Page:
Programs & Services

Mentoring transitioning CAF personnel program seeks CAF Veteran mentors

After years of being in the military, making the leap to the civilian world can often be daunting for many veterans. However, thanks to the recently launched Soldier to Leader (Sol2Lead) Program, veterans now how have the tools to make the leap a success.

Founded by reservist, Master Warrant Officer Christopher Hennebery, the Sol2Lead Program invites veterans who have an idea of what they want their next career to be to sign up and find a mentor, an individual with years of experience under their belt in that particular field. This mentor can guide the veteran and explain the steps needed to be successful in that career.

All veterans have to do is sign up and indicate which field is of interest to them as their next career. They are then paired with a civilian mentor.

Once a veteran signs up, Hannebery says, the first priority is to ensure that the veteran has the right field of expertise for their desired career. The hope is to match them with someone locally or regionally, but Hennebery assures that the program works long distance as well.

Veterans can look for mentors in a wide variety of careers.

“You get a long-haul trucker, a chocolatier. We had someone who wanted to be a professor at a university. You get everything,” said the retired Master Warrant Officer.

If there isn’t a mentor already signed up for the field a veteran chooses, Hennebery and his team take it upon themselves to find someone within their network.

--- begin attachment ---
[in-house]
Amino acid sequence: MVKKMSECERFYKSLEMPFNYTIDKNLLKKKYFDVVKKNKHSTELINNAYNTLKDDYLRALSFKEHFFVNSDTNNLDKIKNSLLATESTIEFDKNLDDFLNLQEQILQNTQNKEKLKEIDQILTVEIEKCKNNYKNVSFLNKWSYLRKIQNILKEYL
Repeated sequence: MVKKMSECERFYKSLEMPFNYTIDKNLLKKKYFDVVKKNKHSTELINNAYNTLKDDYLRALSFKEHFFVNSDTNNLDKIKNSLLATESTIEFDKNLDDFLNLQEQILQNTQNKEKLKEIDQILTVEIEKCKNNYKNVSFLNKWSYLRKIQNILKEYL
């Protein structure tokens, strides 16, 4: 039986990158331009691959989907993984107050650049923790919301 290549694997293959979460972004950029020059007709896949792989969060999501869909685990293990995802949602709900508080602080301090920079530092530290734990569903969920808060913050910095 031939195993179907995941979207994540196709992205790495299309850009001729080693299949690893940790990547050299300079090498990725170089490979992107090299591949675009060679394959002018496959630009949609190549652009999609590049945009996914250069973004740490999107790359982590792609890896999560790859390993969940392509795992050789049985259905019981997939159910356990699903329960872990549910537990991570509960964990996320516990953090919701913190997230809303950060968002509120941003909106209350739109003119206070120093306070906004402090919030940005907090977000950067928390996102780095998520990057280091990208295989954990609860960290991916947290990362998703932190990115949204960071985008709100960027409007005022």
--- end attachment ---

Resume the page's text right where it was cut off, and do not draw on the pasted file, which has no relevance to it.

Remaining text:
The program, Hennbery emphasizes, is not a job service as there are plenty of other organizations that help pair veterans with a job.

“Our focus is to find them the right person, that’s where the majority of where our effort goes, and once we find the right person it’s really up to the mentor and the veteran to setup a time to chat and meet up,” explained Hennebery.

The job of the mentor is to share their expertise, experience and network with the veteran.

“If they share these three things, that’s a huge component that the veterans don’t have,” noted Hennebery.

Hennebery, using his experience in the software industry, launched the website this past June. In a few short months, the program gained traction and has over 200 mentors and a little more than 75 veterans.

It all began a few years ago when Hennebery was approached by an Canadian Armed Forces (CAF) member who knew of a fellow soldier transitioning and wanted to be a tattoo artist. Hennebery, who also has a background in the arts and has an extensive civilian network, set out to help this transitioning member. Along with providing his art expertise, he contacted more than 20 tattoo parlours in the Vancouver area and was able to narrow down one parlour that agreed to meet with the veteran and mentor him.

This veteran now has an apprenticeship, is working on his certification and is actually tattooing.

“He’s kind of living his dream now,” said Hennebery.

The experience gave Hennebery the realization that after decades of being in the military, veterans often do not have the connections in the civilian world to transition into a new career.

“I realized with my friends who were getting out that there was this kind of disconnect, there are great services on the veterans side for those transitioning, but one thing that did not exist was something that would align the veterans with someone in that career that they wanted to get into,” recalled Hennebery.

Hennebery hopes that he can continue to smooth out any kinks in the program and cast a wider net to better enable veterans in successful transitioning. As part of this process, Hennebery hopes to sign up 2,000 mentors in the coming year.


If you’re a veteran and would like to sign up for Sol2Lead or would like to sign up as a mentor, click here.


Show More

Mishall Rehman

Originally from Atlanta, GA, Mishall is a freelance journalist pursuing her passion for writing in her new homeland Canada. She currently lives in Trenton, ON with her husband.

Leave a Reply

Canadian Military Family Magazine